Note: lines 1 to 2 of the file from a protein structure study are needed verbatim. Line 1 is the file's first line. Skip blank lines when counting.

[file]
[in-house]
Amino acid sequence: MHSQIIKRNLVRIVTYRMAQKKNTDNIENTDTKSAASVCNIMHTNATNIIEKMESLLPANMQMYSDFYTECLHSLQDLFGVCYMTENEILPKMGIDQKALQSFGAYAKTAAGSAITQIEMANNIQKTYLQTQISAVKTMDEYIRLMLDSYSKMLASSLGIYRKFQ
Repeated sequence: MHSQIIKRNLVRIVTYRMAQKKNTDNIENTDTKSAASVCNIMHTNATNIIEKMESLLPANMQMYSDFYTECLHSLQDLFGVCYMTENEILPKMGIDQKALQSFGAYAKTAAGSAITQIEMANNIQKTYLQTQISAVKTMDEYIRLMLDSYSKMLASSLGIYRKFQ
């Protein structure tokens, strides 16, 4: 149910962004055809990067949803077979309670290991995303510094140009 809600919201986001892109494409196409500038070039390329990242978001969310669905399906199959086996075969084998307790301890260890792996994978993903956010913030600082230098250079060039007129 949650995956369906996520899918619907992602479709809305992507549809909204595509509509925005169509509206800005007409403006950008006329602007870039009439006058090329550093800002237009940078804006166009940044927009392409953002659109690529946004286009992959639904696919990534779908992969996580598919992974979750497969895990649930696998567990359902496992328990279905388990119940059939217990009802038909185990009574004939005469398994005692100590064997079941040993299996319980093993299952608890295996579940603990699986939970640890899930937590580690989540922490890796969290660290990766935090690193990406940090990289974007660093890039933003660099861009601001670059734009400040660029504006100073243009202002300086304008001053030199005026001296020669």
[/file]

[in-house]
Amino acid sequence: MHSQIIKRNLVRIVTYRMAQKKNTDNIENTDTKSAASVCNIMHTNATNIIEKMESLLPANMQMYSDFYTECLHSLQDLFGVCYMTENEILPKMGIDQKALQSFGAYAKTAAGSAITQIEMANNIQKTYLQTQISAVKTMDEYIRLMLDSYSKMLASSLGIYRKFQ